This article is about a quick and effective technique for capturing inspiration in a practical way that quickly translates into an actual song. This is one way to start a track with a vision you will want to finish.
First, set the tempo, and record yourself singing your idea into the closest microphone you can find. It doesn't have to be high-quality or anything spectacular, as we won't be using the audio in the final song. The goal is just to capture an idea that can be worked with.
Next, adjust the file so that it is synced with the track, slice the audio file and arrange it if you'd like. If your idea is too complex to capture in one take, feel free to overdub a second part. Playlist markers can aid in showing different parts of the song.
Leaving the audio untouched, create a drum pattern that supports your sung idea. An advantage to starting songs this way is that you might end up making better drum patterns that are designed to support something else, rather than drums that sound good solo but not necessarily with additional instruments.
Now it's time to start replacing that idea file. Mute it, and depending your preferences, add a bass or lead instrument first. Because I'm going for Dubstep, bass is more prominent, so I started by adding a couple bass patterns that imitate my sung idea.
Right now you may be wondering how strict you should adhere to your sung idea file. It's okay to take the approach of following your sketch exactly, perhaps using a pitch analysis program to be sure you follow it note-for-note, but it's often easier to use it as a general guideline, or abandon it entirely at this point. Being able to change direction to something that sounds better gives you the freedom to focus on what really matters, which is the end result.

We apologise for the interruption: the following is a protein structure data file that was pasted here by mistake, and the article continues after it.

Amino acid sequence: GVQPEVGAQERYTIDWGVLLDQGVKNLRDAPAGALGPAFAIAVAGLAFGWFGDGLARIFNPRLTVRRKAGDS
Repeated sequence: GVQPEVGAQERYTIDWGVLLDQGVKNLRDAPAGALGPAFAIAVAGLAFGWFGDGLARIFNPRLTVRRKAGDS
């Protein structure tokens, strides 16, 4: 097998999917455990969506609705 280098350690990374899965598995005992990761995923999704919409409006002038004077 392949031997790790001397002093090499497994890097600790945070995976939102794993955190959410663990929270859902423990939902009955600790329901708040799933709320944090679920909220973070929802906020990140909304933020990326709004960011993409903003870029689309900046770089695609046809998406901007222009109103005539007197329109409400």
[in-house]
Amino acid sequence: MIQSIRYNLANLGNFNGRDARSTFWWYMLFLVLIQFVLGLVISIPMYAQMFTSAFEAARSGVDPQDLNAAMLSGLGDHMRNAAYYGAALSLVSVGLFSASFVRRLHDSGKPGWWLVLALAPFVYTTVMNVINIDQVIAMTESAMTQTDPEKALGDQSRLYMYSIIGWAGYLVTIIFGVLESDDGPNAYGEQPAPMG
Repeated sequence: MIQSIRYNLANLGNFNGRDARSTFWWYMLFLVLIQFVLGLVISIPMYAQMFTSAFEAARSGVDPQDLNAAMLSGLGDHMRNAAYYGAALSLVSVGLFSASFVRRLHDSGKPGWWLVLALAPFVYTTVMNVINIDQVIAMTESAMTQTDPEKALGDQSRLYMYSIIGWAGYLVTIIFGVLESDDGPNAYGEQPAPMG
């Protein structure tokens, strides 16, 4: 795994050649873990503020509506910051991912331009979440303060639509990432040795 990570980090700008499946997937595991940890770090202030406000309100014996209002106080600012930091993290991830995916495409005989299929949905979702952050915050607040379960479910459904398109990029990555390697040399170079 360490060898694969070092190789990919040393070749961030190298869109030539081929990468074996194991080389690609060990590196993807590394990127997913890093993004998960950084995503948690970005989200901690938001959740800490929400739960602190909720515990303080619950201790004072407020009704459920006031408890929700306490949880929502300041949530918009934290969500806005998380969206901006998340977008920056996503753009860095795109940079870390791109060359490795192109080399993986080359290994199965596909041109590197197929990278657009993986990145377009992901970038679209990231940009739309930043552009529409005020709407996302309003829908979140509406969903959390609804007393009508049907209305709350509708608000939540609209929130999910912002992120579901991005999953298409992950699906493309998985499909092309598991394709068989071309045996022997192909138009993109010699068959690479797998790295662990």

Lastly, consider adding a couple more instruments to your track. Add a lead or a bass depending on what the track needs, and consider adding some cymbals or sound effects to create anticipation. In my example, I added some zaps and a flute instrument.
I've found that this is a great technique for starting songs, and I hope you will try it and see if it's useful for you. If you are curious to hear how the track further developed, please listen at this link.
Subscribe below and we’ll send you a weekly email summary of all new Music & Audio tutorials. Never miss out on learning about the next big thing.Update me weekly
Envato Tuts+ tutorials are translated into other languages by our community members—you can be involved too!Translate this post